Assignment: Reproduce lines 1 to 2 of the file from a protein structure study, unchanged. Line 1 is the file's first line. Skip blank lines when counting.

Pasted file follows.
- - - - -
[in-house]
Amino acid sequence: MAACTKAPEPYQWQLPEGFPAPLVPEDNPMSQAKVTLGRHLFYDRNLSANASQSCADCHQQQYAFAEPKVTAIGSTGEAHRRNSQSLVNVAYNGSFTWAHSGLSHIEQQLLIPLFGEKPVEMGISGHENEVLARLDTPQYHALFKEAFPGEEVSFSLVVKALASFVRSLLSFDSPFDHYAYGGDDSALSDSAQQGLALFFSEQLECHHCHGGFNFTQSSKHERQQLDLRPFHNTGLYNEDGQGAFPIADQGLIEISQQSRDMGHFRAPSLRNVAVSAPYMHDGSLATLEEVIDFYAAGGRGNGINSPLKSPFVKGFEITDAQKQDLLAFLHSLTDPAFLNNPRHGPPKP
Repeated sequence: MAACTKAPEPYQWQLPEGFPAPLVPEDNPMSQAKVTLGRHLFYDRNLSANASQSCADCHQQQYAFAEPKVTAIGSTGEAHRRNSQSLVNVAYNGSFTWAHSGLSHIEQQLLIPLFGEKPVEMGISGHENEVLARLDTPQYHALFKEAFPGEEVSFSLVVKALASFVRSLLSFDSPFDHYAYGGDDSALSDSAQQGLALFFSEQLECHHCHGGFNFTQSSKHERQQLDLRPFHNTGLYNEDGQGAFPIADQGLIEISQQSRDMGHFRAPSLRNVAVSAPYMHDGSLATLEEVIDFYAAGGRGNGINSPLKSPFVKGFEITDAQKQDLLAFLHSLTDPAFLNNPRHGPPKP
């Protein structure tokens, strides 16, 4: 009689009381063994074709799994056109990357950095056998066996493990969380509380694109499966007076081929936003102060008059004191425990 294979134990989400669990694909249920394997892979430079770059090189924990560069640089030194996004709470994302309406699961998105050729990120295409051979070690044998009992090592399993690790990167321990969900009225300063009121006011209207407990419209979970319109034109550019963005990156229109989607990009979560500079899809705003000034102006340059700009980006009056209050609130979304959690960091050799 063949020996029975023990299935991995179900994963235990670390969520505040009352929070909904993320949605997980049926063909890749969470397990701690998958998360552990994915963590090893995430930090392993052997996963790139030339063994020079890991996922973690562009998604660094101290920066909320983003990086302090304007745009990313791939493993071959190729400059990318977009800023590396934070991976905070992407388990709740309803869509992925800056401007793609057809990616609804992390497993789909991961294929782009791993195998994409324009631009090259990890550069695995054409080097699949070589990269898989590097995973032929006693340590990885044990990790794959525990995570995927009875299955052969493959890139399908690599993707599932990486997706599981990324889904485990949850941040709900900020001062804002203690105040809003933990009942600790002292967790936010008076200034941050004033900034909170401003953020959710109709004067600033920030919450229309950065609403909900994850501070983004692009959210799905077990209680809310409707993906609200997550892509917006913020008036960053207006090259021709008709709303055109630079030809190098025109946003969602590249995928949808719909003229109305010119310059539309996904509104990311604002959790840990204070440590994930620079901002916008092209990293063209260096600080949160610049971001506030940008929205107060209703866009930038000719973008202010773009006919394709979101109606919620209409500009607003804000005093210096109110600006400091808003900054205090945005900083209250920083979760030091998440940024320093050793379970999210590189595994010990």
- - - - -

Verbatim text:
[in-house]
Amino acid sequence: MAACTKAPEPYQWQLPEGFPAPLVPEDNPMSQAKVTLGRHLFYDRNLSANASQSCADCHQQQYAFAEPKVTAIGSTGEAHRRNSQSLVNVAYNGSFTWAHSGLSHIEQQLLIPLFGEKPVEMGISGHENEVLARLDTPQYHALFKEAFPGEEVSFSLVVKALASFVRSLLSFDSPFDHYAYGGDDSALSDSAQQGLALFFSEQLECHHCHGGFNFTQSSKHERQQLDLRPFHNTGLYNEDGQGAFPIADQGLIEISQQSRDMGHFRAPSLRNVAVSAPYMHDGSLATLEEVIDFYAAGGRGNGINSPLKSPFVKGFEITDAQKQDLLAFLHSLTDPAFLNNPRHGPPKP